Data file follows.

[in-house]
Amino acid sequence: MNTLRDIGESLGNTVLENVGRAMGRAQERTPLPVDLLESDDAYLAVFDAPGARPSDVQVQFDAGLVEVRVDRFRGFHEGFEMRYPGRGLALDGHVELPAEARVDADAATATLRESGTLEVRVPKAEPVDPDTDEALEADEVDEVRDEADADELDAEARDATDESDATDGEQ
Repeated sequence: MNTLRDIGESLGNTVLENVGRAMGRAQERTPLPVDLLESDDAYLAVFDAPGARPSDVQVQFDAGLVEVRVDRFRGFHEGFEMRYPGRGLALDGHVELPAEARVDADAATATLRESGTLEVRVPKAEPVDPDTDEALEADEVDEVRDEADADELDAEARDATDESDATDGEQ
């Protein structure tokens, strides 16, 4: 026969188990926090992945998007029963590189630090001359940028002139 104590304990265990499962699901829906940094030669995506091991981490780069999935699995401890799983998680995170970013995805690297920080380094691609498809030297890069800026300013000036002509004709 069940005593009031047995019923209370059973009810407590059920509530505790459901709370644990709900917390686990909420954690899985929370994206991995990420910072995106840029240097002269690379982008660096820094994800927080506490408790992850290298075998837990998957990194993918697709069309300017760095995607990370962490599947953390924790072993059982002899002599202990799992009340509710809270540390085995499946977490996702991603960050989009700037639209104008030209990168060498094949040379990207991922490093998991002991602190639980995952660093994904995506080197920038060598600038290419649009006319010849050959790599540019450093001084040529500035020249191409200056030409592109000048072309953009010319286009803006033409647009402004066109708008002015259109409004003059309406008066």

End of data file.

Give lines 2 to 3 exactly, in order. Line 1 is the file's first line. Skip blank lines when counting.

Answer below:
Amino acid sequence: MNTLRDIGESLGNTVLENVGRAMGRAQERTPLPVDLLESDDAYLAVFDAPGARPSDVQVQFDAGLVEVRVDRFRGFHEGFEMRYPGRGLALDGHVELPAEARVDADAATATLRESGTLEVRVPKAEPVDPDTDEALEADEVDEVRDEADADELDAEARDATDESDATDGEQ
Repeated sequence: MNTLRDIGESLGNTVLENVGRAMGRAQERTPLPVDLLESDDAYLAVFDAPGARPSDVQVQFDAGLVEVRVDRFRGFHEGFEMRYPGRGLALDGHVELPAEARVDADAATATLRESGTLEVRVPKAEPVDPDTDEALEADEVDEVRDEADADELDAEARDATDESDATDGEQ